is a hedged trading technique that takes long and short bets at the same time to produce a natural hedge.

It found the ideal exit positions where the loss from the losing position is less than the gain from the winning position.

This is not a conventional “dollar cost averaging” bot that repurchases positions regularly and then get locked in trades for weeks.

Due to Full Velocity’s failure to submit audited financial reports, there is no way to verify this. This might be a violation of the Federal Trade Commission Act.

Furthermore, accepting James Ward’s comments about trade value at face value creates more concerns.

Ward states that in January 2022, FT Bot generated 15.1 percent.

Why would you give out free access to a trading bot capable of making 15% a month (Ward claims FT Bot has been running since March 2021)?

Someone with a 15% trading bot would operate it themselves in the background. In a few years, compound and you’ll be the richest person on the globe.

All of this requires that you believe James Ward’s assertions about trading revenue at face value, which you should not.

Weekly returns dating back to March 2021 are said to be “confirmed third-party data” on Full Velocity’s website.

Where can I find this information? Why hasn’t it been registered with the Securities and Exchange Commission?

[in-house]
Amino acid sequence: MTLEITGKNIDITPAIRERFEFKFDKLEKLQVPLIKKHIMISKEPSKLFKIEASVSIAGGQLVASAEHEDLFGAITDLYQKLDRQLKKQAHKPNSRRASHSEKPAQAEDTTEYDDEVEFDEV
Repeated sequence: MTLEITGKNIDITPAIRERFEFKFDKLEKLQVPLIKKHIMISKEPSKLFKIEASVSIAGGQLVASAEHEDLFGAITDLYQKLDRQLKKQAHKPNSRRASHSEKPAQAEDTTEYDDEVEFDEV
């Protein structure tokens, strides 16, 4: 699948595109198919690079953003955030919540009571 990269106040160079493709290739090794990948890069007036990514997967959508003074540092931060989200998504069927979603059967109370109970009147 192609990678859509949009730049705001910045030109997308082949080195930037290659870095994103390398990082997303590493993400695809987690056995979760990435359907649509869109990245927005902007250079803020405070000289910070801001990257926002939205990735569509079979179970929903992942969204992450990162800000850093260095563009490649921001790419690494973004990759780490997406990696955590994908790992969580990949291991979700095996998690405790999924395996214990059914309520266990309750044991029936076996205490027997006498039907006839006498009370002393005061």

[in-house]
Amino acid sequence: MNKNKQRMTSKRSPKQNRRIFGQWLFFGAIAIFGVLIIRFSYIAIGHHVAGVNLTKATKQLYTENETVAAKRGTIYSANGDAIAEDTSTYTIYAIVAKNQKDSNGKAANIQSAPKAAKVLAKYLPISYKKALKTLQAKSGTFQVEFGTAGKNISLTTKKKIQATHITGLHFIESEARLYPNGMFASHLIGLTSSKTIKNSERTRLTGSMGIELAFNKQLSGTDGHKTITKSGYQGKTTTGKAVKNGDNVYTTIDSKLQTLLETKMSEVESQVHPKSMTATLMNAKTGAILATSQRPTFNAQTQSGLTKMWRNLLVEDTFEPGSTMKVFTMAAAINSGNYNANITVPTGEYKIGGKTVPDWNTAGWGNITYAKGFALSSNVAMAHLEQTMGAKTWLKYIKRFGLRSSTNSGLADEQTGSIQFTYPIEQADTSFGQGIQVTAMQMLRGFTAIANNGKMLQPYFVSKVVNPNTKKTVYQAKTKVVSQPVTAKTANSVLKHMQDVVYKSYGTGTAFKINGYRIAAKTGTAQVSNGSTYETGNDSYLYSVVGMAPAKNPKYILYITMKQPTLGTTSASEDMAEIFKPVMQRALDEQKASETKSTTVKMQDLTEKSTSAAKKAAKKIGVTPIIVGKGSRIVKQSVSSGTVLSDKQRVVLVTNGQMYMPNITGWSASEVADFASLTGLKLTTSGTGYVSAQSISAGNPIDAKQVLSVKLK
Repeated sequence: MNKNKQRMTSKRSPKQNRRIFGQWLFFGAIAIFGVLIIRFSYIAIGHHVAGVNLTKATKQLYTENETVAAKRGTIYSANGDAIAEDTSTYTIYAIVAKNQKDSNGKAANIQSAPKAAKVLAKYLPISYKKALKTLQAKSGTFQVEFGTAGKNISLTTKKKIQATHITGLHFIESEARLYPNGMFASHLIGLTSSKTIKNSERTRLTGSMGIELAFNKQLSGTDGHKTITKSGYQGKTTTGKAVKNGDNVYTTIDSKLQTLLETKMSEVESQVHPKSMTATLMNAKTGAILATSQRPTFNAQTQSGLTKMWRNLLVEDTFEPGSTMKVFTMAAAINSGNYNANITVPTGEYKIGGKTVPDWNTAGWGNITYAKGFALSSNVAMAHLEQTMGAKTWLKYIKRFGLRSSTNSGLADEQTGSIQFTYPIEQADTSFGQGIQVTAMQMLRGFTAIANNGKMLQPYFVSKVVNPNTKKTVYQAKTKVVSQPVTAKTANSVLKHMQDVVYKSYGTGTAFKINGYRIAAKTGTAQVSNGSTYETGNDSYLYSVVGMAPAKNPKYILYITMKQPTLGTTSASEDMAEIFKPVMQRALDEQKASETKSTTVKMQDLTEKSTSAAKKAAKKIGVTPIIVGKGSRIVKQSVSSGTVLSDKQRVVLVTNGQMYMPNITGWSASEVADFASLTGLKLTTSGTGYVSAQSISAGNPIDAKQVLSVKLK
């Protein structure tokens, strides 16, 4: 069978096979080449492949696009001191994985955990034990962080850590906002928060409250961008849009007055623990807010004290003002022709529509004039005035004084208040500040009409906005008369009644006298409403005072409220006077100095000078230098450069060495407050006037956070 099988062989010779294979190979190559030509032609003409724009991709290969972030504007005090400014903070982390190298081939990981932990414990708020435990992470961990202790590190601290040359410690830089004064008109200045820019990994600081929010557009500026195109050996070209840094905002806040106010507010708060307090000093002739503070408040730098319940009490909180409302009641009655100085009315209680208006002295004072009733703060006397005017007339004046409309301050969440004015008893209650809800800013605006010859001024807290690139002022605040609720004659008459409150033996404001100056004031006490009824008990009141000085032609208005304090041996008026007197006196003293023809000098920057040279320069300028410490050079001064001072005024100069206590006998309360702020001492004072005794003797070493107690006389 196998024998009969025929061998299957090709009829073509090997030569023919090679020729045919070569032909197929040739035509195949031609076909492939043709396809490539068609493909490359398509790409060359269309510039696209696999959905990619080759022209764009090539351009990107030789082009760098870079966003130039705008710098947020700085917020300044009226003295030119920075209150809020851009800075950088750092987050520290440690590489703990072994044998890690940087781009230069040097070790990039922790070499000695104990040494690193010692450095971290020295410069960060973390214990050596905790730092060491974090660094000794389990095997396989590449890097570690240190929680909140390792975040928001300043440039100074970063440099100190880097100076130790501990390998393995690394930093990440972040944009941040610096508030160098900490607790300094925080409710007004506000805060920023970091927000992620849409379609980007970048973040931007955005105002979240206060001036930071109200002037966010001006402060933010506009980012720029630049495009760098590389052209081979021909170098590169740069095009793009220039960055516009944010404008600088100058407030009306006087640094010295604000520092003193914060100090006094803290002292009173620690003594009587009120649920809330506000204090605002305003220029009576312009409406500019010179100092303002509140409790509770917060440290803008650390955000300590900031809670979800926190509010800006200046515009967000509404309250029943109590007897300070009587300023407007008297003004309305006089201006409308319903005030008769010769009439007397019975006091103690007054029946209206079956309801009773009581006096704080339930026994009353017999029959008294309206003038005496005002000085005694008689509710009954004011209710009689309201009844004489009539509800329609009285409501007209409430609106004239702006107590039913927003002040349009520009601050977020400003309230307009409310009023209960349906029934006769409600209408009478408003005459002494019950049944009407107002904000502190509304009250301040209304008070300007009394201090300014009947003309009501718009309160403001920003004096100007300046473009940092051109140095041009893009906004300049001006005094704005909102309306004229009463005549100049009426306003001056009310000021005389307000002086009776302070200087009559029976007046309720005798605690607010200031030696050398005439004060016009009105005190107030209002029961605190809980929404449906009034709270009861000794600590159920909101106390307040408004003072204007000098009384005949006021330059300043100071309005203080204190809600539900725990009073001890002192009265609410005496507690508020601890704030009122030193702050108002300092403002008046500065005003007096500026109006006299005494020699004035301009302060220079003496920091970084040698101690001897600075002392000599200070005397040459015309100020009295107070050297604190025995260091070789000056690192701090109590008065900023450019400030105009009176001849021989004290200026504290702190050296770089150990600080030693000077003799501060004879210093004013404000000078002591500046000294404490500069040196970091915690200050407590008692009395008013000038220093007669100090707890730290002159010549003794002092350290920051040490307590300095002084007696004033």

MLM firms that offer passive profits, regardless of how they’re earned, are selling stocks.

Securities offers must be registered with the Securities and Exchange Commission (SEC) by law.

Full Velocity and James Ward are not registered with the SEC, according to the Edgar database.

Full Velocity and its FT Bot, according to Ward, is completely legal. Why is the firm functioning illegally if that is the case?

When you combine this with Ward’s track record of launching scam after scam, it’s easier to see what Full Velocity is all about.

Full Velocity is a scam that says, “Lulz can’t touch our money!” To that goal, the firm makes the standard statements such as “you’re in charge of your money!” and so on.

In actuality, the monies you give to Full Velocity’s bot are completely out of your hands.

There’s nothing that can stop Full Velocity from deleting your account. Rigged trades are used to do this, either by blowing up the bot or inventing some other justification.

Admins exit-scammed in both cases by rigging trades in their favor.

Every “lulz can’t touch our money!” strategy leads to this point. It’s not going to finish any differently in Full Velocity.

Updated on May 28th, 2022 – The bot created by Full Velocity has resulted in losses of up to 90%.

As a result, on May 11th, 2022, Full Velocity came crashing down.